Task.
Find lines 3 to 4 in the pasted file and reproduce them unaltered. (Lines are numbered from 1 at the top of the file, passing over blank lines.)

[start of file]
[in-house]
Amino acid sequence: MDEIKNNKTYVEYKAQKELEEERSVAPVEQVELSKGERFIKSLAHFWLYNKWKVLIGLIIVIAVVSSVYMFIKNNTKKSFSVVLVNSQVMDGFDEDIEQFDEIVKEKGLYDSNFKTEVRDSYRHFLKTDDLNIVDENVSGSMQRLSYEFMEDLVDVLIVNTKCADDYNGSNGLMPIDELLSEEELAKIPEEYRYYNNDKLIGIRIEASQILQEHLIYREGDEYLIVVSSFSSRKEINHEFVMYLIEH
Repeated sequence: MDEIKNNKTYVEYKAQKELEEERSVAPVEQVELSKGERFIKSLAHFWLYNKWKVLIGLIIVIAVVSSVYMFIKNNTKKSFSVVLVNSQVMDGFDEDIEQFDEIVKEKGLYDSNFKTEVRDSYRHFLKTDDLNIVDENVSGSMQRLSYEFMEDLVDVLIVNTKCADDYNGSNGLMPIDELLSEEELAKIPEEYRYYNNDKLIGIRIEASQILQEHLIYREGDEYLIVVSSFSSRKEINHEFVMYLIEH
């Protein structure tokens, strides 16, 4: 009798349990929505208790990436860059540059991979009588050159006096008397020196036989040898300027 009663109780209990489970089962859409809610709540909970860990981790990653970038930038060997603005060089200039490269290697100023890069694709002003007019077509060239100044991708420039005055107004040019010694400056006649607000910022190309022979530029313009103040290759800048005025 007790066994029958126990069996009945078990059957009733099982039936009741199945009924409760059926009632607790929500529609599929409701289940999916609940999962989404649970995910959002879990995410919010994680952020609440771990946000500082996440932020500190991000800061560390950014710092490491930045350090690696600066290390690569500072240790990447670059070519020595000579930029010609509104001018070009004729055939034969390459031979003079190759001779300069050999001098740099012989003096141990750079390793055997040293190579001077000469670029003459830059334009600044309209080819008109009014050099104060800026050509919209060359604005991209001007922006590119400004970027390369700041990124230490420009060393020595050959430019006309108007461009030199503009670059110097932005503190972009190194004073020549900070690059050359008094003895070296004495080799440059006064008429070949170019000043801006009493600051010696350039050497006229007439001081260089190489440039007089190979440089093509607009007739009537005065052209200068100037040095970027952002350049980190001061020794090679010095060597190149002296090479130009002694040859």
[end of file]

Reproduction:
Repeated sequence: MDEIKNNKTYVEYKAQKELEEERSVAPVEQVELSKGERFIKSLAHFWLYNKWKVLIGLIIVIAVVSSVYMFIKNNTKKSFSVVLVNSQVMDGFDEDIEQFDEIVKEKGLYDSNFKTEVRDSYRHFLKTDDLNIVDENVSGSMQRLSYEFMEDLVDVLIVNTKCADDYNGSNGLMPIDELLSEEELAKIPEEYRYYNNDKLIGIRIEASQILQEHLIYREGDEYLIVVSSFSSRKEINHEFVMYLIEH
């Protein structure tokens, strides 16, 4: 009798349990929505208790990436860059540059991979009588050159006096008397020196036989040898300027 009663109780209990489970089962859409809610709540909970860990981790990653970038930038060997603005060089200039490269290697100023890069694709002003007019077509060239100044991708420039005055107004040019010694400056006649607000910022190309022979530029313009103040290759800048005025 007790066994029958126990069996009945078990059957009733099982039936009741199945009924409760059926009632607790929500529609599929409701289940999916609940999962989404649970995910959002879990995410919010994680952020609440771990946000500082996440932020500190991000800061560390950014710092490491930045350090690696600066290390690569500072240790990447670059070519020595000579930029010609509104001018070009004729055939034969390459031979003079190759001779300069050999001098740099012989003096141990750079390793055997040293190579001077000469670029003459830059334009600044309209080819008109009014050099104060800026050509919209060359604005991209001007922006590119400004970027390369700041990124230490420009060393020595050959430019006309108007461009030199503009670059110097932005503190972009190194004073020549900070690059050359008094003895070296004495080799440059006064008429070949170019000043801006009493600051010696350039050497006229007439001081260089190489440039007089190979440089093509607009007739009537005065052209200068100037040095970027952002350049980190001061020794090679010095060597190149002296090479130009002694040859």